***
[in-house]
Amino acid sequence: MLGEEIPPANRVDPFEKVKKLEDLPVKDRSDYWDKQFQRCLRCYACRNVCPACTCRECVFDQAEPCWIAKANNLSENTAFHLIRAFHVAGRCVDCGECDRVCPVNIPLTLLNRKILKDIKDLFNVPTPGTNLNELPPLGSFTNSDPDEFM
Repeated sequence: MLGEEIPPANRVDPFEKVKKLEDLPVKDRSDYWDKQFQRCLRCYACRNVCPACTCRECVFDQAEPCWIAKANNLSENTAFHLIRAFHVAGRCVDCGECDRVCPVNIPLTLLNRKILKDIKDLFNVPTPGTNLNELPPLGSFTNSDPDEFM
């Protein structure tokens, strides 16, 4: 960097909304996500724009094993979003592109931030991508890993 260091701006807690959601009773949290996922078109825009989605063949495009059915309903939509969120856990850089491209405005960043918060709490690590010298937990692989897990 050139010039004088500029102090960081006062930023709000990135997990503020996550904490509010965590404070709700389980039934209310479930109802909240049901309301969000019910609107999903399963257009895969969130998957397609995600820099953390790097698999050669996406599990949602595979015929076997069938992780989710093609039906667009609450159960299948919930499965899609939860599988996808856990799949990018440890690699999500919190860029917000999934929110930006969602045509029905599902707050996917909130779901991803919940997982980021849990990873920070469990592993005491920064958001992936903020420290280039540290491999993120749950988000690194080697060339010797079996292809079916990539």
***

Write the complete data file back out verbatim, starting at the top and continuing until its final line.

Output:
[in-house]
Amino acid sequence: MLGEEIPPANRVDPFEKVKKLEDLPVKDRSDYWDKQFQRCLRCYACRNVCPACTCRECVFDQAEPCWIAKANNLSENTAFHLIRAFHVAGRCVDCGECDRVCPVNIPLTLLNRKILKDIKDLFNVPTPGTNLNELPPLGSFTNSDPDEFM
Repeated sequence: MLGEEIPPANRVDPFEKVKKLEDLPVKDRSDYWDKQFQRCLRCYACRNVCPACTCRECVFDQAEPCWIAKANNLSENTAFHLIRAFHVAGRCVDCGECDRVCPVNIPLTLLNRKILKDIKDLFNVPTPGTNLNELPPLGSFTNSDPDEFM
């Protein structure tokens, strides 16, 4: 960097909304996500724009094993979003592109931030991508890993 260091701006807690959601009773949290996922078109825009989605063949495009059915309903939509969120856990850089491209405005960043918060709490690590010298937990692989897990 050139010039004088500029102090960081006062930023709000990135997990503020996550904490509010965590404070709700389980039934209310479930109802909240049901309301969000019910609107999903399963257009895969969130998957397609995600820099953390790097698999050669996406599990949602595979015929076997069938992780989710093609039906667009609450159960299948919930499965899609939860599988996808856990799949990018440890690699999500919190860029917000999934929110930006969602045509029905599902707050996917909130779901991803919940997982980021849990990873920070469990592993005491920064958001992936903020420290280039540290491999993120749950988000690194080697060339010797079996292809079916990539």